Growing up, I never had a bag, let alone a purse. Whenever I left the house, I’d carry my wallet and phone in my hands, expecting to throw them into some family member or friend’s bag when I grew tired of holding them.
My parents complained, “When are you just going to get a purse?”
I replied, “When will my pockets get bigger?”
Of course, I have since caved and now own a purse. But I will find any reason not to use it, and consequently, it mostly collects dust on the shelf.
This probably seems like a trivial dilemma. But the inequity of pocket sizing is but another example of reinforced gender norms that are built into our everyday lives.
As journalist Charlotte P. Gilman wrote in the New York Times in 1905, “One supremacy there is in men’s clothing… its adaptation to pockets.”
Small pockets, a norm in women’s clothing and not men’s, are a fashion convention indicative of the idea that women must prioritize beauty and aesthetics first, which can — and often does — come at the expense of utility.
A study found that the pockets in women’s jeans are 48% shorter and 6.5% narrower than men’s pockets.
The history of pockets dates back to medieval times, when both men and women “tied their bags to the waist or wore them suspended from belts,” according to Vox. These bags were eventually sewn into the article of clothing rather than attached to it, but this change was only for men’s garments.
However, these “tie-in pockets” became too bulky for the developing trends of the late eighteenth century that accentuated the female body and required more slim and fitted silhouettes.
The sexism behind pocket sizes is rooted in the contentious relationship between women and the perception of their bodies
It appears as though men are given a scope of clothing functionality based on maximal utility, but the scope for women is bound by the quantity of their perceived bodily lumps.
However, in spite — or maybe because — of this, pockets also began to evolve into a means of resistance. The “Suffragette Suit” of the early twentieth century had seven to eight pockets. In 1910, a New York Times article pointed out these pockets, which I see as a symbol of women’s right to private property.
Pockets were politicized not only as emblems of property rights but also of the right to information.
A poem by Sharon Owens reads, “Someone clever once said / Women were not allowed pockets / In case they carried leaflets / To spread sedition…So ladies, start sewing / Dangerous coats / made of pockets & sedition.”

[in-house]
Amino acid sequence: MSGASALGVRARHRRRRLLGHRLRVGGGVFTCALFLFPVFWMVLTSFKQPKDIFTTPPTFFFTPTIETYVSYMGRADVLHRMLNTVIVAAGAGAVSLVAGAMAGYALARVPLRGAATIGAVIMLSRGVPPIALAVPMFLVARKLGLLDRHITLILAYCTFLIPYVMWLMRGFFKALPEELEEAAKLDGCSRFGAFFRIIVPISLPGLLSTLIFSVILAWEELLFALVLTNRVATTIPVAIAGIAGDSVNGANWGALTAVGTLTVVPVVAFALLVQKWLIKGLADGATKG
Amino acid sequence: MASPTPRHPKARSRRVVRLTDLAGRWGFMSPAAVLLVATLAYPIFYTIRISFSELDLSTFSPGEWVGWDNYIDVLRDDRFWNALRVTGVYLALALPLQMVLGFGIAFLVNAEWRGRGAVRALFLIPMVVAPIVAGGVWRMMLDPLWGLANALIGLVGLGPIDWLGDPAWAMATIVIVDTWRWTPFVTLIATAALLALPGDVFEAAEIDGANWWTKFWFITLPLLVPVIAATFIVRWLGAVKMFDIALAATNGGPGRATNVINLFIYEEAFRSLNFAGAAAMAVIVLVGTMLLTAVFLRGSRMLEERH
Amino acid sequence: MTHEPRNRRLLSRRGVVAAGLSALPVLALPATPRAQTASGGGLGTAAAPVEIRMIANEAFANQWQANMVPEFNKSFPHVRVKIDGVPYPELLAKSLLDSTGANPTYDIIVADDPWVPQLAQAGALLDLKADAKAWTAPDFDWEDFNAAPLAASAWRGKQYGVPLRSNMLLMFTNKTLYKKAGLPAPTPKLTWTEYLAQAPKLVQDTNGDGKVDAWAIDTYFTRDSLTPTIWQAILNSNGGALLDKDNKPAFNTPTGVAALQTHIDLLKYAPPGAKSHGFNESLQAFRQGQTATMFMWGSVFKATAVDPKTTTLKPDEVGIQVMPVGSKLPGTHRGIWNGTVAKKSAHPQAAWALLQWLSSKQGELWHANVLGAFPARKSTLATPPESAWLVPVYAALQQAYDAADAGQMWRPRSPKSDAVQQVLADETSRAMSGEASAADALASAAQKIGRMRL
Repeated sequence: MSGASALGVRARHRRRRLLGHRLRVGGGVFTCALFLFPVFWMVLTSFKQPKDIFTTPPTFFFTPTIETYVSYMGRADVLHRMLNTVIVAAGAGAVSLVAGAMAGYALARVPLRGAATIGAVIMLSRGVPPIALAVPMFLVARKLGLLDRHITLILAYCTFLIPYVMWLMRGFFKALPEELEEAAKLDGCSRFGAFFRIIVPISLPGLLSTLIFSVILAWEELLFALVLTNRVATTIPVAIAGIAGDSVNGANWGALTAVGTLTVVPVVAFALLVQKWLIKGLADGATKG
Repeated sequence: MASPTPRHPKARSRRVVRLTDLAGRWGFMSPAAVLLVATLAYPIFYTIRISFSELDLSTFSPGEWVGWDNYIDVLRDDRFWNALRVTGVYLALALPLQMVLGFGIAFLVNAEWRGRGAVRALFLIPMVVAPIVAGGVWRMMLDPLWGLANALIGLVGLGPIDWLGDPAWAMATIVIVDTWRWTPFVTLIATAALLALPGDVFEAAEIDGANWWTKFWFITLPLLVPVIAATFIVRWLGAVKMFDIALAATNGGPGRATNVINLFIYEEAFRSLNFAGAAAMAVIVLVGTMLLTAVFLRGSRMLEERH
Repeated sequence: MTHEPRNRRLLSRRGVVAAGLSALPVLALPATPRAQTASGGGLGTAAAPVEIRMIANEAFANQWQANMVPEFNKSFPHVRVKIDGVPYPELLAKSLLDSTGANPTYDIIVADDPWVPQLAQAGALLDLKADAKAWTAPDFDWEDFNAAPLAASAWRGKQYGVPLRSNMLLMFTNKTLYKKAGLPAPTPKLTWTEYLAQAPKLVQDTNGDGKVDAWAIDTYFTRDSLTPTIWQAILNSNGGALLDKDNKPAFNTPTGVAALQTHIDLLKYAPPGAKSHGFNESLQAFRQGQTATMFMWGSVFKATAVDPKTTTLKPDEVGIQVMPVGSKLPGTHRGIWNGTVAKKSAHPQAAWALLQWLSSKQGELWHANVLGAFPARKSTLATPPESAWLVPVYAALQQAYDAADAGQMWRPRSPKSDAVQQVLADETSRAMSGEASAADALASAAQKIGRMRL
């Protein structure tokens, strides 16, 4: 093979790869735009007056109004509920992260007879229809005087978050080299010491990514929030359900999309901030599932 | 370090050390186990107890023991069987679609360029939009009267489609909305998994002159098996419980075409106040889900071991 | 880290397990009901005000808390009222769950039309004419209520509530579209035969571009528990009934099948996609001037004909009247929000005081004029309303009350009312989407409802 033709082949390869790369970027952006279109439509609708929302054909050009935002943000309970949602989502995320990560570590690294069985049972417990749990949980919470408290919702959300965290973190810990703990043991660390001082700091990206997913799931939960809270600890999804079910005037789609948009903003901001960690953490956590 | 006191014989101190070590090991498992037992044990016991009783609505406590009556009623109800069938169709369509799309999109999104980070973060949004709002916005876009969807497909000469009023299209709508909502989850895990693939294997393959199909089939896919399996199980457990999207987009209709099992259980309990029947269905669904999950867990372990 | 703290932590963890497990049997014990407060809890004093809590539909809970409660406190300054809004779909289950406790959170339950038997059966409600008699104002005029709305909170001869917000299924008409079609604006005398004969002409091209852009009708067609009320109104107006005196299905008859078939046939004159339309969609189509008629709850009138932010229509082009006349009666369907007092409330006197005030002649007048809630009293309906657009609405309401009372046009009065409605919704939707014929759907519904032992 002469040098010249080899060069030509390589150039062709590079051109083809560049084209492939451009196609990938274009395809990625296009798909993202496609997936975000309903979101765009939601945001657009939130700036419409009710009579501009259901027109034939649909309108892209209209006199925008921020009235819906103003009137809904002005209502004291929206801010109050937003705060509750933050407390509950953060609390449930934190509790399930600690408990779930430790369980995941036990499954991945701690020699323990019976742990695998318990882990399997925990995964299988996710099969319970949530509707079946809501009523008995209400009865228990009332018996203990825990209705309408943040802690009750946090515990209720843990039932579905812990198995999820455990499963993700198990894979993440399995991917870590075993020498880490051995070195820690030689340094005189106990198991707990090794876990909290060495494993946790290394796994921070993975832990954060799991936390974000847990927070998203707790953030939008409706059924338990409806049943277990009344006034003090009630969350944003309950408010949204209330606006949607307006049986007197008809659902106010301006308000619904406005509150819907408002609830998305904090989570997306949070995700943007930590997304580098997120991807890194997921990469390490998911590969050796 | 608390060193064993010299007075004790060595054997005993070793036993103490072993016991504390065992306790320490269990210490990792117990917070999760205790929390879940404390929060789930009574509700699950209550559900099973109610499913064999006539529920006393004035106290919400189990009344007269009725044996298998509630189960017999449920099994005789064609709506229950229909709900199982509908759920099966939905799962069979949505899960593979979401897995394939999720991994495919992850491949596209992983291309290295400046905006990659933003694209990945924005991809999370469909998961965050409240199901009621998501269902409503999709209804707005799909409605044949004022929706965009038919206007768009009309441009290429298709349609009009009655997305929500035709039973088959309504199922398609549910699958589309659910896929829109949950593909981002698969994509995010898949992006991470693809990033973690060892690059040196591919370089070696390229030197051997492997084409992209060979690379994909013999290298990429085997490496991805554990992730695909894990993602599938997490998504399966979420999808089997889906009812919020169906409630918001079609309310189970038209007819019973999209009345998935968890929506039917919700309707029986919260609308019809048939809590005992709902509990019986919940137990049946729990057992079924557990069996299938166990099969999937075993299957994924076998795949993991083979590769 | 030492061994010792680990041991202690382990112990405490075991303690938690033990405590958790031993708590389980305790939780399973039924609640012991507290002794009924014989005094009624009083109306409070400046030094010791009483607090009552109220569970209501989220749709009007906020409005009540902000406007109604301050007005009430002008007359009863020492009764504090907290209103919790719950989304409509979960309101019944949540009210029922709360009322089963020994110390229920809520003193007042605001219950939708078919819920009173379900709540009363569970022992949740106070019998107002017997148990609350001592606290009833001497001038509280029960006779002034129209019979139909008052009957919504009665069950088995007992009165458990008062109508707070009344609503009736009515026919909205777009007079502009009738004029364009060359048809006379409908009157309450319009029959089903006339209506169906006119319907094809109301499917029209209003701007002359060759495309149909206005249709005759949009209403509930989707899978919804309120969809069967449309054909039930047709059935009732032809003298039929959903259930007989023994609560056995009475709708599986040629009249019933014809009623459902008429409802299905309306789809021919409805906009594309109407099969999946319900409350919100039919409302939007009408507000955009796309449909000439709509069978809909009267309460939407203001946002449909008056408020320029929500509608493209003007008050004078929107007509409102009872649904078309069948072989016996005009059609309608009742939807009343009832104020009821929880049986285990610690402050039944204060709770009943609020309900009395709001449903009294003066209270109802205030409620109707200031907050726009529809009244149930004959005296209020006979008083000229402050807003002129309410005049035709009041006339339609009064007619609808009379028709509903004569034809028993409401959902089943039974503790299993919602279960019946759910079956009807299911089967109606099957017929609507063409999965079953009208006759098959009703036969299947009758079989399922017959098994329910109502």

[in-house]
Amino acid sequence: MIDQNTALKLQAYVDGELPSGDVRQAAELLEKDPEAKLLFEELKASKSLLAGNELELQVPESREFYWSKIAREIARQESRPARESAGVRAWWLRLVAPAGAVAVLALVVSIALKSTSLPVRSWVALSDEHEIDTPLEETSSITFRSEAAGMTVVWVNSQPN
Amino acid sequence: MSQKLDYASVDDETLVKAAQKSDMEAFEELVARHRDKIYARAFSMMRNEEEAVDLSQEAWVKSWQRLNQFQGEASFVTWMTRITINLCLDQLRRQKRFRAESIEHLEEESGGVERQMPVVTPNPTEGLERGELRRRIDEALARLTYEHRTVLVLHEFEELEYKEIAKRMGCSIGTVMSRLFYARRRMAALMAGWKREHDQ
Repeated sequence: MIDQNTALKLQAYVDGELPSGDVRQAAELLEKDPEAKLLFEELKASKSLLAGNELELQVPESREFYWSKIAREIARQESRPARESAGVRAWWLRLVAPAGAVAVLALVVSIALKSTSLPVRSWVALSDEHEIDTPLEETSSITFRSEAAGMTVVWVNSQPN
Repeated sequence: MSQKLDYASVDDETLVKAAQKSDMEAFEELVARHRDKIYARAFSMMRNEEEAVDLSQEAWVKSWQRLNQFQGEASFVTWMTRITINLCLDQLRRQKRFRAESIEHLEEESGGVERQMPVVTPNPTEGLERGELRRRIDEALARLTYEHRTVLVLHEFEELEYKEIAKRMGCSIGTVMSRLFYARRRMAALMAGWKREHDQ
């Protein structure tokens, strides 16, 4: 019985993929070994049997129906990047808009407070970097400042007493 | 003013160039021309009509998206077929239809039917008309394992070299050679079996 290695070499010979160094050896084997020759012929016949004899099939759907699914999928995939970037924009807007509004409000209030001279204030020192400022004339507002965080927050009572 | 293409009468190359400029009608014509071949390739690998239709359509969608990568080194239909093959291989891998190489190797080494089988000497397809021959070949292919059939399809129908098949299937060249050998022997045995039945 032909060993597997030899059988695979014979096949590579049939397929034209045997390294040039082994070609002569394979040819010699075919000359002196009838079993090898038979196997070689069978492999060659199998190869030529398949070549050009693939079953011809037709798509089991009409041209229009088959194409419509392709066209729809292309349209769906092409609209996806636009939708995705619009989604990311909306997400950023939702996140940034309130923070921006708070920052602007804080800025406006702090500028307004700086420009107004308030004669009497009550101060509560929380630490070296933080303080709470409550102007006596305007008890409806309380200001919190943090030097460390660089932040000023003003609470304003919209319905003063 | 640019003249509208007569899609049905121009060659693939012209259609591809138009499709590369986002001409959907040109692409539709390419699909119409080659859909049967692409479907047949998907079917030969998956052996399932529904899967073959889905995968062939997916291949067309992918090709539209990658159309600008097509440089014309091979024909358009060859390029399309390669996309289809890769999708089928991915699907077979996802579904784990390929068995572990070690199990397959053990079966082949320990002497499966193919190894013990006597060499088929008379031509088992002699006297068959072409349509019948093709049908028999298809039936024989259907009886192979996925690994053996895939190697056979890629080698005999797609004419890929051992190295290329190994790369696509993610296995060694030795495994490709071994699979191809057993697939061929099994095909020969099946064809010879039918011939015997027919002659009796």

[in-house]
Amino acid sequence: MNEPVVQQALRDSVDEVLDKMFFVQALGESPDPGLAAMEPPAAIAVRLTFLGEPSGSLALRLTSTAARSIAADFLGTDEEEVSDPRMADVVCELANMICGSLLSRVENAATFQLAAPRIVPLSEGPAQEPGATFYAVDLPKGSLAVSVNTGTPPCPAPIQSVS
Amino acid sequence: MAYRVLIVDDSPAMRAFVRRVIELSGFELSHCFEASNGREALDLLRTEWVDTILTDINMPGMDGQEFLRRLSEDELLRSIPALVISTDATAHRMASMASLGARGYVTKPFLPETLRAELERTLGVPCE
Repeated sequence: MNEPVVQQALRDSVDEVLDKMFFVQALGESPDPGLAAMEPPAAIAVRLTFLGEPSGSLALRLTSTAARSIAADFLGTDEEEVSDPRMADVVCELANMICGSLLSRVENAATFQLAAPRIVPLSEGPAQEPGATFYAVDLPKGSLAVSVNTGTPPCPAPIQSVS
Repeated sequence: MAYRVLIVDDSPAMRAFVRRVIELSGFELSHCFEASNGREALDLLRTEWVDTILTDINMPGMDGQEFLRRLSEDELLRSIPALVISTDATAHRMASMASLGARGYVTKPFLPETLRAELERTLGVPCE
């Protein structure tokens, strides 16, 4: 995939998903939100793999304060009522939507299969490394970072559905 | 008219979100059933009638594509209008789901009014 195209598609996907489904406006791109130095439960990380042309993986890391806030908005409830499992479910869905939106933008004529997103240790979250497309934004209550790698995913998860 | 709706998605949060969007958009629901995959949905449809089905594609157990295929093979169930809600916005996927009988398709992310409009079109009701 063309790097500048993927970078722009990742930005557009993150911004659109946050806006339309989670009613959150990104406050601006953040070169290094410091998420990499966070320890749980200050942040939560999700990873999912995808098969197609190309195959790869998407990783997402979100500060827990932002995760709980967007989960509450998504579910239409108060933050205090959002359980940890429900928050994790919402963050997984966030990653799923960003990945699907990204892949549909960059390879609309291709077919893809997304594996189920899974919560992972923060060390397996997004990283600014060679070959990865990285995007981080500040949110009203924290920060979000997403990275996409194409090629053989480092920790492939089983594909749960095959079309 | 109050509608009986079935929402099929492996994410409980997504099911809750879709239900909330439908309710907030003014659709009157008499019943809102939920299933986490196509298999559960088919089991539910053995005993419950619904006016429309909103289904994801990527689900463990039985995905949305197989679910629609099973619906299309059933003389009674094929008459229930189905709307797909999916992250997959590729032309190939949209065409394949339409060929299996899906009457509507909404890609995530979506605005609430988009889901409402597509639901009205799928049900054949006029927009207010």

In other words, a purse put away keeps the patriarchy at bay.
While pockets were co-opted by feminist resistance movements in the mid-twentieth century, the earlier sexist rhetoric still presided. Christian Dior stated in 1954, “Men have pockets to keep things in, women for decoration.”
Dior’s characterization deepened the stereotyped active-passive divide, where pockets are a means of men’s ability to use, compared to pockets as a means of displaying women’s ability to accessorize.
There are many reasons why this discrepancy will not be reconciled soon. Obviously, there’s the 68-billion dollar handbag industry, according to Statista. Plus, the recent proliferation of androgynous clothing isn’t mutually exclusive with the fashion industry continuing to be dominated by normatively gendered clothing.
This seems like the kind of change that won’t happen overnight. It’s also difficult to argue that this is a cause worthy of attention given everything else currently happening in the world. But it’s nonetheless a great example of the unnoticed manifestations of more traditional gender norms in our everyday lives.
In the meantime, if we want our pockets to be of equal size and utility, there are still options for us. Radian Jeans is a brand based on the importance of “highly functional” pockets for women. Good American and Kirrin Finch also provide equal-sized pockets for all.
I will never find a purse as functional and convenient as a satisfyingly large pocket. Now that I’ve ordained deep pockets as a necessary aspect of any pants purchase, I guess my purse will just keep collecting dust in the corner.